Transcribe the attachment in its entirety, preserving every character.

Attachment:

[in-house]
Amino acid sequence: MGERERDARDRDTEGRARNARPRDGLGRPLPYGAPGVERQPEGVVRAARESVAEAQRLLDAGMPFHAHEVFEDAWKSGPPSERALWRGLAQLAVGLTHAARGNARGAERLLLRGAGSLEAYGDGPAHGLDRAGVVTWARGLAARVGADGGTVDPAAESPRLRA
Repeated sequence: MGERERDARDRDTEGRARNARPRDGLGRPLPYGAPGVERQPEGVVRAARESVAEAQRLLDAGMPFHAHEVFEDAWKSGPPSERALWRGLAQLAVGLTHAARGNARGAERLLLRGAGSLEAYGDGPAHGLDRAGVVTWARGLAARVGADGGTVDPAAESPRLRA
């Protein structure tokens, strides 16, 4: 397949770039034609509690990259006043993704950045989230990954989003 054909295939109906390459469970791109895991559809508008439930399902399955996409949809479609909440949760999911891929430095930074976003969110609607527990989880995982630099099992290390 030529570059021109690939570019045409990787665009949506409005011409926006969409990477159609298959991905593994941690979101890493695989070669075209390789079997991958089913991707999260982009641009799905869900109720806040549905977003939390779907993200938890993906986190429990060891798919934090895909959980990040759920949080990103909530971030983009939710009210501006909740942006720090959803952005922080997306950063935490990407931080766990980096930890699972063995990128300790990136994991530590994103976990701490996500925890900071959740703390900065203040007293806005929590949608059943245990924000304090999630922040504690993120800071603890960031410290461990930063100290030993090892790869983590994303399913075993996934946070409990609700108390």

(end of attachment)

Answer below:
[in-house]
Amino acid sequence: MGERERDARDRDTEGRARNARPRDGLGRPLPYGAPGVERQPEGVVRAARESVAEAQRLLDAGMPFHAHEVFEDAWKSGPPSERALWRGLAQLAVGLTHAARGNARGAERLLLRGAGSLEAYGDGPAHGLDRAGVVTWARGLAARVGADGGTVDPAAESPRLRA
Repeated sequence: MGERERDARDRDTEGRARNARPRDGLGRPLPYGAPGVERQPEGVVRAARESVAEAQRLLDAGMPFHAHEVFEDAWKSGPPSERALWRGLAQLAVGLTHAARGNARGAERLLLRGAGSLEAYGDGPAHGLDRAGVVTWARGLAARVGADGGTVDPAAESPRLRA
């Protein structure tokens, strides 16, 4: 397949770039034609509690990259006043993704950045989230990954989003 054909295939109906390459469970791109895991559809508008439930399902399955996409949809479609909440949760999911891929430095930074976003969110609607527990989880995982630099099992290390 030529570059021109690939570019045409990787665009949506409005011409926006969409990477159609298959991905593994941690979101890493695989070669075209390789079997991958089913991707999260982009641009799905869900109720806040549905977003939390779907993200938890993906986190429990060891798919934090895909959980990040759920949080990103909530971030983009939710009210501006909740942006720090959803952005922080997306950063935490990407931080766990980096930890699972063995990128300790990136994991530590994103976990701490996500925890900071959740703390900065203040007293806005929590949608059943245990924000304090999630922040504690993120800071603890960031410290461990930063100290030993090892790869983590994303399913075993996934946070409990609700108390």